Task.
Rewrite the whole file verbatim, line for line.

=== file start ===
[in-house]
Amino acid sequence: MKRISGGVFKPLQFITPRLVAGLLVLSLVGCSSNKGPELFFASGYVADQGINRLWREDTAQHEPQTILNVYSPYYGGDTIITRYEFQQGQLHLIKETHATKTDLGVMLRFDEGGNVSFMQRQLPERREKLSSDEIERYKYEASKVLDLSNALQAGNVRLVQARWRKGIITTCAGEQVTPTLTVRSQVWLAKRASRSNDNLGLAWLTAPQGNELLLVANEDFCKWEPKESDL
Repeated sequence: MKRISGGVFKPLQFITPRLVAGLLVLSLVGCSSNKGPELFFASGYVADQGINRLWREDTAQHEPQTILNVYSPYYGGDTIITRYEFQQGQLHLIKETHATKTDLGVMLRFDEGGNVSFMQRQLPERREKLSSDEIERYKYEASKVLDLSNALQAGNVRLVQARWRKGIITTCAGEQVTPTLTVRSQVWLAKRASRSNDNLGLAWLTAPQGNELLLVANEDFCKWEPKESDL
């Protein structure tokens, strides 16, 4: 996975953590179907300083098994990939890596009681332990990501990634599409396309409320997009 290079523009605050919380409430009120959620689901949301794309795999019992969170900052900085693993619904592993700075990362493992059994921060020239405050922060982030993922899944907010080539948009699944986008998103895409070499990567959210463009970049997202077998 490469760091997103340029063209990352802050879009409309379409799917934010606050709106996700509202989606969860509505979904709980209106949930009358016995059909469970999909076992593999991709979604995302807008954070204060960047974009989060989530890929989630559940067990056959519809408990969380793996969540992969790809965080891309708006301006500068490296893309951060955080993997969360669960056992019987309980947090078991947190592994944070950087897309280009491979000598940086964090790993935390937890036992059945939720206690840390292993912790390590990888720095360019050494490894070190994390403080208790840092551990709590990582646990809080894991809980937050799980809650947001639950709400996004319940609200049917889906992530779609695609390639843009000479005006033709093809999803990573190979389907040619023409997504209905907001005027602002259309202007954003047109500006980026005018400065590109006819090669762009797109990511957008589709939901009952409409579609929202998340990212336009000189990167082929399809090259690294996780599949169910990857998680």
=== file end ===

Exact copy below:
[in-house]
Amino acid sequence: MKRISGGVFKPLQFITPRLVAGLLVLSLVGCSSNKGPELFFASGYVADQGINRLWREDTAQHEPQTILNVYSPYYGGDTIITRYEFQQGQLHLIKETHATKTDLGVMLRFDEGGNVSFMQRQLPERREKLSSDEIERYKYEASKVLDLSNALQAGNVRLVQARWRKGIITTCAGEQVTPTLTVRSQVWLAKRASRSNDNLGLAWLTAPQGNELLLVANEDFCKWEPKESDL
Repeated sequence: MKRISGGVFKPLQFITPRLVAGLLVLSLVGCSSNKGPELFFASGYVADQGINRLWREDTAQHEPQTILNVYSPYYGGDTIITRYEFQQGQLHLIKETHATKTDLGVMLRFDEGGNVSFMQRQLPERREKLSSDEIERYKYEASKVLDLSNALQAGNVRLVQARWRKGIITTCAGEQVTPTLTVRSQVWLAKRASRSNDNLGLAWLTAPQGNELLLVANEDFCKWEPKESDL
């Protein structure tokens, strides 16, 4: 996975953590179907300083098994990939890596009681332990990501990634599409396309409320997009 290079523009605050919380409430009120959620689901949301794309795999019992969170900052900085693993619904592993700075990362493992059994921060020239405050922060982030993922899944907010080539948009699944986008998103895409070499990567959210463009970049997202077998 490469760091997103340029063209990352802050879009409309379409799917934010606050709106996700509202989606969860509505979904709980209106949930009358016995059909469970999909076992593999991709979604995302807008954070204060960047974009989060989530890929989630559940067990056959519809408990969380793996969540992969790809965080891309708006301006500068490296893309951060955080993997969360669960056992019987309980947090078991947190592994944070950087897309280009491979000598940086964090790993935390937890036992059945939720206690840390292993912790390590990888720095360019050494490894070190994390403080208790840092551990709590990582646990809080894991809980937050799980809650947001639950709400996004319940609200049917889906992530779609695609390639843009000479005006033709093809999803990573190979389907040619023409997504209905907001005027602002259309202007954003047109500006980026005018400065590109006819090669762009797109990511957008589709939901009952409409579609929202998340990212336009000189990167082929399809090259690294996780599949169910990857998680």